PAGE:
February 14, 2007
Gina Lopez is an ordinary woman with a superhero fetish. On this day, the 22-year-old sits at a table in a cafe at Claremont Graduate University in Southern California wearing a black and silver superman T-shirt. Gina comes from a family of collectors and owns at least half a dozen similar T-shirts, her favorites being the ones where the Superman insignia is altered slightly to be Superwoman. “I guess I’ve always been a proud feminist,” she jokes.
Gina just starting the second semester of a master’s program in Applied Women’s Studies and, judging from the piles of scholarly articles, books and planners spread out on the table before her, she’s certainly had better days. Her soft brown eyes look worried, but her smile remains reassured.
Today’s nemesis is a course in Feminist and Queer Theory. The battle involves taking abstract theoretical concepts and turning them into practical, real-life applications.
“I wanted to combine theory and practice,” she says. But, right now, the budding professor is caught in a seemingly endless cycle of theory without action.
It’s a familiar challenge, one she’s confronted often over the years. It centers around the paradox posed by many (especially private) institutions of higher learning, where students of color from working class backgrounds are working on solutions to race, class and gender equality. On the one hand, these students are told that their mere presence is a sign of social equality. On the other hand, they are made to face the very tangible effects of what is still a very white, upper-middle class system.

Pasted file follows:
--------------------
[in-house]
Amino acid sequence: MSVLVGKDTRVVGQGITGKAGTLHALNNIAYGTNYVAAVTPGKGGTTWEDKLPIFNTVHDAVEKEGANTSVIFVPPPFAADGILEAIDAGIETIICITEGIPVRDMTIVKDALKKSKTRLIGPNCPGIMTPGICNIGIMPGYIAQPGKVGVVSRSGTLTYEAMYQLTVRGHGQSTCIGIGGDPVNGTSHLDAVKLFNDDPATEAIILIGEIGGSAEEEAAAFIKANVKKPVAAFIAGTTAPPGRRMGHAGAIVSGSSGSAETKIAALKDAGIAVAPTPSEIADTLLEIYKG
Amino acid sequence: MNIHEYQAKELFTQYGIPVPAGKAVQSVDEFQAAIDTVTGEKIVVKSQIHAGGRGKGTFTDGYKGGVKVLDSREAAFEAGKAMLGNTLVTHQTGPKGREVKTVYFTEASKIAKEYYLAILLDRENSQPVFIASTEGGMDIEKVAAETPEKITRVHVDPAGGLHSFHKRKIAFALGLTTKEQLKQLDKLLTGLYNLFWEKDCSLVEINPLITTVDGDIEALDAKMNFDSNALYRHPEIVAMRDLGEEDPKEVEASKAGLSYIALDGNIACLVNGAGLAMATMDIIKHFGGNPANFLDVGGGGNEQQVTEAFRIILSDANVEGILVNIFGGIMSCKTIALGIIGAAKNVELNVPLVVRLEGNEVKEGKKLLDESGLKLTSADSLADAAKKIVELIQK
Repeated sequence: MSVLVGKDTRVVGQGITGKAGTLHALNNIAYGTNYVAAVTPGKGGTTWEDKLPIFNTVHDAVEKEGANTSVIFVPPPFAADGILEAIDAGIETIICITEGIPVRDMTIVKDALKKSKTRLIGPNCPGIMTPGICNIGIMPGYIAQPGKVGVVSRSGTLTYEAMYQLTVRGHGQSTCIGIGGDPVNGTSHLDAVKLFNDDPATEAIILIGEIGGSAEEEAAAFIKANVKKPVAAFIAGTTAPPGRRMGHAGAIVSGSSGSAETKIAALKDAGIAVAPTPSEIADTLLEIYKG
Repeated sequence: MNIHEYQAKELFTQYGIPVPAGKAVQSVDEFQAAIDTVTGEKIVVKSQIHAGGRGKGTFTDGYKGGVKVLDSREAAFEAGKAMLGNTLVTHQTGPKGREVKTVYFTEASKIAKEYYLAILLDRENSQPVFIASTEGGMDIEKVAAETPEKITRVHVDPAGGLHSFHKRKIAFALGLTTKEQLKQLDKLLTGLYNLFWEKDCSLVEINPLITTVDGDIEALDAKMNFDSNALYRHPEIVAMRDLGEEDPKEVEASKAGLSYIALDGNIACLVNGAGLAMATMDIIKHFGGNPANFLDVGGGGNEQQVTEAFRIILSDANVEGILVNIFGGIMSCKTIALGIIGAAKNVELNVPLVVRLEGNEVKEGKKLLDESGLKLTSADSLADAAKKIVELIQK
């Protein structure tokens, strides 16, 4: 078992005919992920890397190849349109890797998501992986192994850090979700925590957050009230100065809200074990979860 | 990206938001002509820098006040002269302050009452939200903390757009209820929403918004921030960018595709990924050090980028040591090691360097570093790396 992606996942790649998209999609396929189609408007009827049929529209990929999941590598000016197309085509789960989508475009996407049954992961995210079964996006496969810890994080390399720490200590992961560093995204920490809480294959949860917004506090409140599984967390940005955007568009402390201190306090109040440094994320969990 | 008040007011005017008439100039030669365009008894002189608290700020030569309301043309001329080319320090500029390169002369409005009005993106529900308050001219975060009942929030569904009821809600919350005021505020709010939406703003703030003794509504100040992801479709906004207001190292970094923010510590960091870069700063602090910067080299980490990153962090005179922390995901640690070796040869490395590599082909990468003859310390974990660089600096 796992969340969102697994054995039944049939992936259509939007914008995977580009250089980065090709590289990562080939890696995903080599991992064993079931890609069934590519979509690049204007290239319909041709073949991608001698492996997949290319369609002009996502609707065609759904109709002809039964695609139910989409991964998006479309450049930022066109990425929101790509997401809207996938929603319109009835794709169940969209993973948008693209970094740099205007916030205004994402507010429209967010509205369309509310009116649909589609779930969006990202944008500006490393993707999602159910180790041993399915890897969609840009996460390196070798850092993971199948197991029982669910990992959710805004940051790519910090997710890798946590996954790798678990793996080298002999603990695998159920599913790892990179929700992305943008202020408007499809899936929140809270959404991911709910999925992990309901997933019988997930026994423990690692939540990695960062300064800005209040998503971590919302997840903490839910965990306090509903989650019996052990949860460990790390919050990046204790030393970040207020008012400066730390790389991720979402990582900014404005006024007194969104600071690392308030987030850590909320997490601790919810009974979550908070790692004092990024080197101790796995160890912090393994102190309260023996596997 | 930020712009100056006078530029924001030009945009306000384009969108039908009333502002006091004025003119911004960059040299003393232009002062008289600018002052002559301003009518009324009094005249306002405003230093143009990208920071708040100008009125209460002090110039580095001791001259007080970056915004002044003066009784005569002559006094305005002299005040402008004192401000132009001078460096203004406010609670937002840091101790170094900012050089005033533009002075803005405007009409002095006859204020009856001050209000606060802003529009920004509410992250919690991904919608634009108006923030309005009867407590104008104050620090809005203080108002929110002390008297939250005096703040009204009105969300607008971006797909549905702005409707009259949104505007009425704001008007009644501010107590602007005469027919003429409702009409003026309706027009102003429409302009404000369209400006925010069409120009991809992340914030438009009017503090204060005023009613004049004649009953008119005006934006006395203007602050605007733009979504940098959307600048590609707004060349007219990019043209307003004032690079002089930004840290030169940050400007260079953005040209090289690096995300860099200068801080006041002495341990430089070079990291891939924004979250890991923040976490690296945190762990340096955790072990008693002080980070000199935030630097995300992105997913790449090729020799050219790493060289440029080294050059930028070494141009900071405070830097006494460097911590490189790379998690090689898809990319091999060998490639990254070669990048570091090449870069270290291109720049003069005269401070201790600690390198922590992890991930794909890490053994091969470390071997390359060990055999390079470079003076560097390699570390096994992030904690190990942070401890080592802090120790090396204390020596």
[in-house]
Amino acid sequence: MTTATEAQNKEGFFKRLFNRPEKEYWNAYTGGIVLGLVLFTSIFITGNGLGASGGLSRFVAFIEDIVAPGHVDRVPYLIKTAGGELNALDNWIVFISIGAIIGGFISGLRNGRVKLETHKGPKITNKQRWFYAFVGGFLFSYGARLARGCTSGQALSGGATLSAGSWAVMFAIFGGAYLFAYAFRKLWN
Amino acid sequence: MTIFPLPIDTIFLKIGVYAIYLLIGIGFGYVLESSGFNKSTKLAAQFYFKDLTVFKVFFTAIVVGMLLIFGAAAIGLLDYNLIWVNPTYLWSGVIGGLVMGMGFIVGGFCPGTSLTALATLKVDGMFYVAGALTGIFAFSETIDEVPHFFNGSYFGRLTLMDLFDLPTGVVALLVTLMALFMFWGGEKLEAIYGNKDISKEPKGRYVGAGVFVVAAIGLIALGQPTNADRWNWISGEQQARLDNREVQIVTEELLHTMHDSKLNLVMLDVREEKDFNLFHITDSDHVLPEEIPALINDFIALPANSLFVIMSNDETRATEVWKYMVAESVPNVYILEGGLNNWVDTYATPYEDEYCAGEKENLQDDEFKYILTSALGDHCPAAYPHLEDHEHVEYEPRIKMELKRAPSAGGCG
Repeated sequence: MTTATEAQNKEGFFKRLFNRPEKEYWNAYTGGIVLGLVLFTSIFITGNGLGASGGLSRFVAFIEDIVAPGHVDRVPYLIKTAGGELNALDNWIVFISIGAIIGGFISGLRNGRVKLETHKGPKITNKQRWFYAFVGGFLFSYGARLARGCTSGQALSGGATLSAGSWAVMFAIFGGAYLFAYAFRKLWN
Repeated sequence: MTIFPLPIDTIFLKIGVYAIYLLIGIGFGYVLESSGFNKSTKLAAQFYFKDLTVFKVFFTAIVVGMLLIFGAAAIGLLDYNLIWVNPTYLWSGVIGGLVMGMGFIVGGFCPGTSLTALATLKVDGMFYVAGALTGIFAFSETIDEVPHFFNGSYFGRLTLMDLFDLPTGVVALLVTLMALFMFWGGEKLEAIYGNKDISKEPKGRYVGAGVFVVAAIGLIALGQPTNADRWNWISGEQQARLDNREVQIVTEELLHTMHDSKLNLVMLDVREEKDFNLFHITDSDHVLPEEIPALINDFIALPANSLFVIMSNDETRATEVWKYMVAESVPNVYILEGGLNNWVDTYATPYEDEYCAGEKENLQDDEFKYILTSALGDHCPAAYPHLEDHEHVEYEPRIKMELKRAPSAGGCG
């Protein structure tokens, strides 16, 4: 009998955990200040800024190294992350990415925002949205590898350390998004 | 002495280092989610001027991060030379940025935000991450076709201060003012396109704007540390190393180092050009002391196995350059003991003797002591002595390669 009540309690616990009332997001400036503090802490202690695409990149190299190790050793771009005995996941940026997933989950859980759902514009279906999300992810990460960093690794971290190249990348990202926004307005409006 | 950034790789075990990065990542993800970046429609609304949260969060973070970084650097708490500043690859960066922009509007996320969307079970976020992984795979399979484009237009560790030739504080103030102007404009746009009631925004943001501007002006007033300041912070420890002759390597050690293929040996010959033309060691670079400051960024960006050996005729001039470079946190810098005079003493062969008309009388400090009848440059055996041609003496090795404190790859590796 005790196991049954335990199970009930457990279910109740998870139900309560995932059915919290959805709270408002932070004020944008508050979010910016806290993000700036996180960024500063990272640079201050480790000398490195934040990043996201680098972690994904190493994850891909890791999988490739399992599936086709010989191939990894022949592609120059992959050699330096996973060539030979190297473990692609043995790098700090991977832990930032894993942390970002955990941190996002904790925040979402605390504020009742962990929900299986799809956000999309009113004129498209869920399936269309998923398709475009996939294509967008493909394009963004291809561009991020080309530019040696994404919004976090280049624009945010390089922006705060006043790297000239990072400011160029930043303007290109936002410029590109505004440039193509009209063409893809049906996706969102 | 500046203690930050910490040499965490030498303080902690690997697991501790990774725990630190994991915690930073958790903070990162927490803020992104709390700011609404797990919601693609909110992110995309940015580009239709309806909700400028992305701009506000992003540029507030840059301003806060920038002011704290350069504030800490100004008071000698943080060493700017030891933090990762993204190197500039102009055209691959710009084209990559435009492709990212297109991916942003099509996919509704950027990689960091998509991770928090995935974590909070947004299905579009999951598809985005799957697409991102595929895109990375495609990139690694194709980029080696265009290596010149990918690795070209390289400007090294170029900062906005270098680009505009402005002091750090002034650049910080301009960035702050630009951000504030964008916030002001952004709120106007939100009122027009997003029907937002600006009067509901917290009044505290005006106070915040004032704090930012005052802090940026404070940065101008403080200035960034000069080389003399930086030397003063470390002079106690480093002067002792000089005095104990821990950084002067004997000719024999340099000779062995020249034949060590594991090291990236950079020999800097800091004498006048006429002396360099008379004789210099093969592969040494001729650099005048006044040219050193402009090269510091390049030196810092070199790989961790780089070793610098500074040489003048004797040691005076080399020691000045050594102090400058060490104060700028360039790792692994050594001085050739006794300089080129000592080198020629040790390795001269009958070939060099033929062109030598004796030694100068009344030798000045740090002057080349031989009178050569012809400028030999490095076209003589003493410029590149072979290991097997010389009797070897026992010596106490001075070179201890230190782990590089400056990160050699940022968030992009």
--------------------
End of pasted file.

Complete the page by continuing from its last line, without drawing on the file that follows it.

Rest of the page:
And, while many of the faculty and students at colleges and universities around the nation may seem to be getting progressively liberal, recent attacks on affirmative action and federal loan programs have created a climate for working class students of color that is increasingly tense.
For many students of color already on college campuses–like Gina–frustration and isolation play a significant role in their college experiences. In many cases, the real challenge lies in negotiating the space between their privileged college lives and the communities from which they came.
A family matter
Family has always been at the center of Gina’s life, so when it came time to decide on a college, the Pacoima, Calif., native decided to stay close to home and attend Occidental College, just a 20-minute drive from home. She has already broken tradition and dodged expectations with her family. As the youngest daughter of five children, she chose to live on campus and not to stay at home with her parents as they entered old age.